Jeff Morgan, Jeff.Morgan@iowa.gov, (515)
(DES MOINES) –
Some still carry the bloodstains
of the men who followed them into battle. Others were tattered and torn, riddled
with bullet holes from Confederate soldiers. All have incredible stories to tell.
They are seven of Iowa’s
Civil War Battle Flags, and they go on display in “Civil War Survivors:
Iowa’s Battle Flags Tell Stories from the Front,” a new exhibit open
February 18 through April 16, 2006 at the State Historical Museum, 600 E. Locust
Street in the heart of Des Moines’ Historic East Village. Hours are 9 a.m.-4:30
p.m. Monday-Saturday and noon-4:30 p.m. Sunday. Admission is free and open to
“Many people don’t
realize how important these flags were to the soldiers who followed them and carried
them into battle,” Iowa Department of Cultural Affairs Director Anita Walker
said. “During the Civil War, flags were more than simple pieces of cloth
or symbols. They were essential members of the regiments on the battlefield. In
battle, amid the noise, smoke and confusion, the flag directed the movements of
the soldiers and identified the regiment to leaders in the distance. If the flag
was lost, so were the regiment’s position, identity and honor. Losing the
flag had serious consequences that could have meant life or death for all the
members of the unit.”
The exhibit opening will
be celebrated with a gala military-style ball with special guest Iowa Governor
Tom Vilsack Friday, February 17 at 6 p.m. in the State Historical Building. The
event will feature an exclusive preview of the battle flag exhibit; a formal presentation
of the colors by the Iowa National Guard color guard; Civil War-era dances; curator
presentations; and dinner by Café Baratta’s. Tickets are $125, or
a table for eight may be reserved for $1,000. Black tie is optional, with dress
blues or mess dress for military personnel. Proceeds support continued conservation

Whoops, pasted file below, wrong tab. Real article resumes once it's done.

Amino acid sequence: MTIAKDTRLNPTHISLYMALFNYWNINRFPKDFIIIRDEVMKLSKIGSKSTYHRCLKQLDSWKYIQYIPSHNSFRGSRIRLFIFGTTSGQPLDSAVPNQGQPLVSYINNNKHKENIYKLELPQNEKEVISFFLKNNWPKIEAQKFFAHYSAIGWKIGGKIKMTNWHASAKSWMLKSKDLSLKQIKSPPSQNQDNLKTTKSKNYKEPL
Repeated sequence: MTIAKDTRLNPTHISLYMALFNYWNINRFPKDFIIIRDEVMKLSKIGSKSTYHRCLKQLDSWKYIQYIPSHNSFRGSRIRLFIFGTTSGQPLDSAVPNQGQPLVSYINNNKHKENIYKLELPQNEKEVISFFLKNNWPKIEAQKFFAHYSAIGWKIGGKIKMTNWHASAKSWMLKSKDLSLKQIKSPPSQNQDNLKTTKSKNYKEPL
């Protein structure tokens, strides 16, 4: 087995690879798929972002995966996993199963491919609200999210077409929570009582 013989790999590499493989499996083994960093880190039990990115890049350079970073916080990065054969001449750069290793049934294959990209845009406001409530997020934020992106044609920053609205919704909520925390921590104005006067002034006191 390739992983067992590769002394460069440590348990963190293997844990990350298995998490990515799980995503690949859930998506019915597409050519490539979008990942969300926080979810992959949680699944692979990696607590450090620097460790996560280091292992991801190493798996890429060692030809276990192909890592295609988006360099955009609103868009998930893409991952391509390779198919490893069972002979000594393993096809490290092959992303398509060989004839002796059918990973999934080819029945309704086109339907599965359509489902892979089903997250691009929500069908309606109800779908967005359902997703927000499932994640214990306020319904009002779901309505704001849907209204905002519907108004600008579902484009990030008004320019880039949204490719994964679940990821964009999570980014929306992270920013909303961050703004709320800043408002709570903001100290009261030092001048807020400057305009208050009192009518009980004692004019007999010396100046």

of the battle flag collection. Please call 515-281-5111 for information or to
make reservations by February 10. Major support for this event has been provided
by Guidon Performance Solutions and Café Baratta’s.
Flags going on display
include the 1st Iowa, Company B (Hawkeye Flag); 10th Iowa Infantry; 4th Iowa Cavalry;
3rd Iowa Battery (Dubuque Battery); 1st Iowa Battery; 3rd Iowa Cavalry; and the
34th Iowa Infantry.
Each flag has silk fields,
and they vary in size, colors and condition. Each has been compression framed
underneath a UV filtering and bullet proof Luxan with aluminum grid work and a
blue board base with polyester batting and air plane grade muslin. Each framed
flag weighs 200 to 250 pounds.
“As amazing as these
Civil War battle flags are to see, what really captures the imagination are the
stories these and our other flags tell through the course of history,” Walker
For example, D. W. Reed
of the 12th Iowa Infantry wrote on December 16, 1864 from Nashville, Tennessee:
“At Nashville, the regiment charged across an open field, upon the enemy
entrenched behind a stone wall. When about half way across the field, a rebel
shell exploded exactly in the folds of the flag, tearing it to shreds. The colors,
color bearer, and color guard were so enveloped in smoke, that it appeared that
all were down: but without a moment’s halt the battered flag came out of
the smoke and Grannis, still unhurt, carried it forward with a rush, over the
wall and up the high hill, in pursuit of the fleeing enemy…”
Another example from J.M.
Tuttle of the 2nd Iowa Infantry who wrote on February 18, 1862 from Ft. Donelson,
Tennessee: “I cannot omit in this report an account of the color-guard.
Color-Sergeant Doolittle fell early in the engagement, pierced by four balls and
dangerously wounded. The colors were then taken by Corporal Page, Company B, who
soon fell dead. They were again raised by Corporal Churcher, Company I, who had
his arm broken just as he entered the entrenchment’s, when they were taken
by Corporal Twombly, Company F, who was almost instantly knocked down by a spent
ball, immediately rose, and bore them gallantly to the end of the fight. Not a